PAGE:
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The greats outdoors: How Thomas Cole shaped the American landscape

Why Cole’s wounded pride helped inspire a national school of painting.

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The origins of what has come to be adopted as the US’s national landscape painting lie not in natural beauty but in wounded pride. In 1829 Captain Basil Hall, an English traveller and veteran of the Napoleonic Wars, published Travels in North America in the Years 1827 and 1828. The snooty observations it contained – on American life, manners, government and topography – caused a transatlantic furore. Hall’s disobliging comments about the young nation included the suggestions that Americans were spittoon-using parvenus obsessed with money, and that not only were they rough around the edges but their political and cultural institutions were inferior to those of Europe. To add insult to injury, someone who hosted Captain Hall and his wife during their trip recalled that Mrs Hall also “indulged herself in certain criticisms upon the American ladies”.

Those Americans were not a people subject to the cultural cringe or willing to be patronised by a scion of the Old World, and Hall’s book prompted numerous outraged responses in the press and even in books: the sense of hurt continued to sting for a decade. One of Hall’s criticisms, however, bore fruit. “Where the fine arts are not steadily cultivated,” he had observed, “there cannot possibly be much hearty  admiration of the beauties of nature.” This affront to American sensibility was seen as a challenge and one painter in particular took it up.

Ironically, the artist was English-born. Thomas Cole (1801-48) came from Lancashire and moved to the US with his family in 1818. As a naturalised citizen he was instrumental in founding the Hudson River School, a group of landscape painters who took the river valley and its scenes – boatmen and hunters, waterfalls and weather – as their theme, and who formed the nation’s first indigenous school of repute.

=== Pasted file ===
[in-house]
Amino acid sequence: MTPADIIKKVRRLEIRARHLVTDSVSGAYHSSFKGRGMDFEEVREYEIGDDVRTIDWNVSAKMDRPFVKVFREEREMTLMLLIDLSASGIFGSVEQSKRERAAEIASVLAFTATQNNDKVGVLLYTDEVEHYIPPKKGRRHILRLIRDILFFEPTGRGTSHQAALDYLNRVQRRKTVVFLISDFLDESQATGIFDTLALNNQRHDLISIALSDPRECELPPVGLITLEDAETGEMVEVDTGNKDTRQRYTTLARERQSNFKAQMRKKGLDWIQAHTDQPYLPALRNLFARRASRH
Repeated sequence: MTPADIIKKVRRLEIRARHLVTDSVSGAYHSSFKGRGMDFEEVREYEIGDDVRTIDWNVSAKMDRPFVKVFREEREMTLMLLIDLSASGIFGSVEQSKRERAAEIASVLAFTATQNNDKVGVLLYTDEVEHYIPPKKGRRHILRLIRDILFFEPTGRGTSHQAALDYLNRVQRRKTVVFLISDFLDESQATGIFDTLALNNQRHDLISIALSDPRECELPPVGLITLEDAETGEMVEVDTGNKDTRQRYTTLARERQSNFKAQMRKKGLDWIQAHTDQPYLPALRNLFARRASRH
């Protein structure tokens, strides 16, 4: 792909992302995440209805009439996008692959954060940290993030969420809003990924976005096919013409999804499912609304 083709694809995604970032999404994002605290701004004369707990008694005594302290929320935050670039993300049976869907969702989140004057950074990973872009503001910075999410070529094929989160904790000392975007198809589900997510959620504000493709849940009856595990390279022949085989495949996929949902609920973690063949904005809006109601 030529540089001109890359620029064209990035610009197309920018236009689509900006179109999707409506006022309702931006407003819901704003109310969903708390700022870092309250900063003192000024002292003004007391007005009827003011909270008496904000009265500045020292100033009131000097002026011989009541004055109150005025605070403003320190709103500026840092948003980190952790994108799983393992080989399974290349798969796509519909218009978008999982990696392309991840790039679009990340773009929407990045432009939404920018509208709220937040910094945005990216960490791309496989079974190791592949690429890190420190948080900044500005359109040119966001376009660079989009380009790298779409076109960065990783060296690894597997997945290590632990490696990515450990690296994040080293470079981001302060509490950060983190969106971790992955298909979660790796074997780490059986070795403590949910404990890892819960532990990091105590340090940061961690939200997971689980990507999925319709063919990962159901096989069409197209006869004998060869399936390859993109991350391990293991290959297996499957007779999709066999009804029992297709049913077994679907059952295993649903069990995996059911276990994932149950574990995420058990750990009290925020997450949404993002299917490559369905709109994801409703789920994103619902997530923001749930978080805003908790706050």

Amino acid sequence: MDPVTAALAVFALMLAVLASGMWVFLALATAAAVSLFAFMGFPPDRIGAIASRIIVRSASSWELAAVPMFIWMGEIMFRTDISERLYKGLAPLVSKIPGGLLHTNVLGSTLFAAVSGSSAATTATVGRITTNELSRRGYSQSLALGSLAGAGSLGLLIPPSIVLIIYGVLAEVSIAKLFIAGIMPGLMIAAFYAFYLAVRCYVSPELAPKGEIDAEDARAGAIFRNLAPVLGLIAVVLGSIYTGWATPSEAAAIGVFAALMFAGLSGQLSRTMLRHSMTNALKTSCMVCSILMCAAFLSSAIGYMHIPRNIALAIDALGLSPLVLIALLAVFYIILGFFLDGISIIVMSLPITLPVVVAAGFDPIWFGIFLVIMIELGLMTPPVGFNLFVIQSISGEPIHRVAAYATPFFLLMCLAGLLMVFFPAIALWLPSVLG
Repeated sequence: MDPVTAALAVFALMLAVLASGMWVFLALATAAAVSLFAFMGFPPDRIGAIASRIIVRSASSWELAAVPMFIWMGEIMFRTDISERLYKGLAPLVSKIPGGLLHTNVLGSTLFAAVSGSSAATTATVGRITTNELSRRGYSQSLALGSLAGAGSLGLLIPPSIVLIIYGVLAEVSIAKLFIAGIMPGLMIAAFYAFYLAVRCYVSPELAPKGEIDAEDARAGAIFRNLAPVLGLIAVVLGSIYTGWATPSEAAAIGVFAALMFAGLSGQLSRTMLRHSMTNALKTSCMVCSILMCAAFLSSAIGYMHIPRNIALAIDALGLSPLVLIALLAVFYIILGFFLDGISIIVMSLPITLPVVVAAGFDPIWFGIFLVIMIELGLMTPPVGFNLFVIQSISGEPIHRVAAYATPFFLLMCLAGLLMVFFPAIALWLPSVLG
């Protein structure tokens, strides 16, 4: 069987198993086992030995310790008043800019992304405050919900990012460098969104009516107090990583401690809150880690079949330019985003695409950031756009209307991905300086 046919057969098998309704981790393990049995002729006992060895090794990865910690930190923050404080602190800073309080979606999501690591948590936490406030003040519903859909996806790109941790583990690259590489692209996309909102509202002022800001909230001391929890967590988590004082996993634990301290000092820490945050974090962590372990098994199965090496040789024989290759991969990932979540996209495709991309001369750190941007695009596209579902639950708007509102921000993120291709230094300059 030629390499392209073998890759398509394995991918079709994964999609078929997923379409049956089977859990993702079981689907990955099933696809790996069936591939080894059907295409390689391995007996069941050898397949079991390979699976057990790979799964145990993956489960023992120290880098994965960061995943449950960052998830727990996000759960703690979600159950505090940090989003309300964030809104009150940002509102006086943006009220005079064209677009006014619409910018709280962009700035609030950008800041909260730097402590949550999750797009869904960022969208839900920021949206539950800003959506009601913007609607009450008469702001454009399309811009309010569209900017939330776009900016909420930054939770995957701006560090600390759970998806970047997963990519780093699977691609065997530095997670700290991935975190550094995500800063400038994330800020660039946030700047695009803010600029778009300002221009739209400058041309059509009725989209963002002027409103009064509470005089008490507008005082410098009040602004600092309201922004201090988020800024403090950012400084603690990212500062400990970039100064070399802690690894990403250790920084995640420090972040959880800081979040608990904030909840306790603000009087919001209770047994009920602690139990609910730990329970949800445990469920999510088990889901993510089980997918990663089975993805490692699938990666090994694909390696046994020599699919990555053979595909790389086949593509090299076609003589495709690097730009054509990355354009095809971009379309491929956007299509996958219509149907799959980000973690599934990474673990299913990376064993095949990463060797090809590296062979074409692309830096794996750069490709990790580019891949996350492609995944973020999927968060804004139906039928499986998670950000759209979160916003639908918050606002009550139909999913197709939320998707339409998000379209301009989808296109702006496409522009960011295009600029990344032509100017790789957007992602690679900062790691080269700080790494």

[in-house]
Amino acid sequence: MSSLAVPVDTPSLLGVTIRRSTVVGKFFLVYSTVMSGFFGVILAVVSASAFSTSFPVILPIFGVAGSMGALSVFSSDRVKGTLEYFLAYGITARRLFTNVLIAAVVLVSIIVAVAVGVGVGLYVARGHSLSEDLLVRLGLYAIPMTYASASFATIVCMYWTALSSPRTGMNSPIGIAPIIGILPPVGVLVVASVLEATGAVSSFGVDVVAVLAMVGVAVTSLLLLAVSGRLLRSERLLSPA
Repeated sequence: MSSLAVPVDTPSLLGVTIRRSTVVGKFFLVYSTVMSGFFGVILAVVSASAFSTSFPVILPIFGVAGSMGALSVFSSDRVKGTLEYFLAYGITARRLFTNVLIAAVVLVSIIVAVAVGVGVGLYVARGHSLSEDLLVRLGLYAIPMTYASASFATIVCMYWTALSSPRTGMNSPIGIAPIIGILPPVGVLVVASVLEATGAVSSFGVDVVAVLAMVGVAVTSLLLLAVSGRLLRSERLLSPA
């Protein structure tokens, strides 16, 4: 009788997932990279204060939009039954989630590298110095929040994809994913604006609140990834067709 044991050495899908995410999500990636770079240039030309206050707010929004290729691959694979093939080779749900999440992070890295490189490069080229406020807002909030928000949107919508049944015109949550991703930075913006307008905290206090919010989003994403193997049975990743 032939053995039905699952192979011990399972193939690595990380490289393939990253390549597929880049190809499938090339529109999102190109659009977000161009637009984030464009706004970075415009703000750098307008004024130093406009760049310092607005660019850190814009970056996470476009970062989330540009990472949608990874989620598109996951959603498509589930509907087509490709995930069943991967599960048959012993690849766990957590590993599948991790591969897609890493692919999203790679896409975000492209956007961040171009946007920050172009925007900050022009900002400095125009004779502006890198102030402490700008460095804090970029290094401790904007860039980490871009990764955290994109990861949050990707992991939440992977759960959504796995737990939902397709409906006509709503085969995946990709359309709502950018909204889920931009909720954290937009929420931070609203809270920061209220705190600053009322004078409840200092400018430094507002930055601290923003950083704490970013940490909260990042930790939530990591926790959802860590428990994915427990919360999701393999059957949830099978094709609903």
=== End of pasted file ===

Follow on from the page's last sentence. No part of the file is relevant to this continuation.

In 1836 Cole published his Essay on American Scenery”, which was, in part, a riposte to Hall. In it he lauded his adopted land, pointing out that its landscapes offered not just the sublime but also the picturesque and the beautiful – three themes that had been an important part of artistic discourse in Europe since the mid-18th century. What’s more, he said, American landscapes were all the better for not being burdened by associations with ancient civilisations. “You see no ruined tower to tell of outrage,” he wrote, “no gorgeous temple to speak of ostentation; but freedom’s offspring – peace, security and happiness dwell there, the spirits of the scene.” As he hit his stride his prose turned bright purple: “And in looking over the yet uncultivated scene, the mind’s eye may see far into futurity – mighty deeds shall be done in the now pathless wilderness; and poets yet unborn shall sanctify the soil.” One in the eye for the Old World.


Lands of innocence and experience: The Oxbow, painted by Thomas Cole in 1836

That same year Cole gave a painted rejoinder to Hall too, ponderously titled View from Mount Holyoke, Northampton, Massachusetts, after a Thunderstorm, but better known as The Oxbow, and now in the Met in New York City. Mount Holyoke was a popular 19th-century tourist destination, some  145km west of Boston, overlooking the Connecticut river, that offered long-reaching views of the New England landscape (even Hall admired its vistas, despite the ginger-beer seller and fake hermit who could be found at the peak). Cole, however, treated it as both a literal and an allegorical place.